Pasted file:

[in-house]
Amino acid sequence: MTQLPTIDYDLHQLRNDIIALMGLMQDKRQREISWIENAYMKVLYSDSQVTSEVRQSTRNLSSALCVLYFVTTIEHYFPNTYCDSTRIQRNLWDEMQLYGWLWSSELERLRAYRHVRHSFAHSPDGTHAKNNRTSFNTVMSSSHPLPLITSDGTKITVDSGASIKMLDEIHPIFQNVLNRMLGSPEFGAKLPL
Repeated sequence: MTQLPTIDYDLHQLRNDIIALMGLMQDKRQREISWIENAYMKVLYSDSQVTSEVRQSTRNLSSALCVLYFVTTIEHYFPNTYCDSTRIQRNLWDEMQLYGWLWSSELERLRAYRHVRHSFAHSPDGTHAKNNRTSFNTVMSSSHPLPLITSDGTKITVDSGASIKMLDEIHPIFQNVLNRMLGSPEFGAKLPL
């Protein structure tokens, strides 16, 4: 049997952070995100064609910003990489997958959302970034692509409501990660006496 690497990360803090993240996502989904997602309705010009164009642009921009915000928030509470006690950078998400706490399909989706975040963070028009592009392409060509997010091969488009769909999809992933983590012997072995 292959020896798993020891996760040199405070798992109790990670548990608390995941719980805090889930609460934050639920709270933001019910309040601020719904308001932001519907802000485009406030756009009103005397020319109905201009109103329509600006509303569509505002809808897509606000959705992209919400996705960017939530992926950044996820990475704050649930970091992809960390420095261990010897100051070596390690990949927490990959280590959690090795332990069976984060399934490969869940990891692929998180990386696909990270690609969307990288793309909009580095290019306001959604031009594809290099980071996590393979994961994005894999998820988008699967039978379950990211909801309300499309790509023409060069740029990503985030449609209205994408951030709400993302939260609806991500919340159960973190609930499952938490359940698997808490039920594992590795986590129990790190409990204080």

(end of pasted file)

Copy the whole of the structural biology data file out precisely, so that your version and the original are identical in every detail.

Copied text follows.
[in-house]
Amino acid sequence: MTQLPTIDYDLHQLRNDIIALMGLMQDKRQREISWIENAYMKVLYSDSQVTSEVRQSTRNLSSALCVLYFVTTIEHYFPNTYCDSTRIQRNLWDEMQLYGWLWSSELERLRAYRHVRHSFAHSPDGTHAKNNRTSFNTVMSSSHPLPLITSDGTKITVDSGASIKMLDEIHPIFQNVLNRMLGSPEFGAKLPL
Repeated sequence: MTQLPTIDYDLHQLRNDIIALMGLMQDKRQREISWIENAYMKVLYSDSQVTSEVRQSTRNLSSALCVLYFVTTIEHYFPNTYCDSTRIQRNLWDEMQLYGWLWSSELERLRAYRHVRHSFAHSPDGTHAKNNRTSFNTVMSSSHPLPLITSDGTKITVDSGASIKMLDEIHPIFQNVLNRMLGSPEFGAKLPL
């Protein structure tokens, strides 16, 4: 049997952070995100064609910003990489997958959302970034692509409501990660006496 690497990360803090993240996502989904997602309705010009164009642009921009915000928030509470006690950078998400706490399909989706975040963070028009592009392409060509997010091969488009769909999809992933983590012997072995 292959020896798993020891996760040199405070798992109790990670548990608390995941719980805090889930609460934050639920709270933001019910309040601020719904308001932001519907802000485009406030756009009103005397020319109905201009109103329509600006509303569509505002809808897509606000959705992209919400996705960017939530992926950044996820990475704050649930970091992809960390420095261990010897100051070596390690990949927490990959280590959690090795332990069976984060399934490969869940990891692929998180990386696909990270690609969307990288793309909009580095290019306001959604031009594809290099980071996590393979994961994005894999998820988008699967039978379950990211909801309300499309790509023409060069740029990503985030449609209205994408951030709400993302939260609806991500919340159960973190609930499952938490359940698997808490039920594992590795986590129990790190409990204080």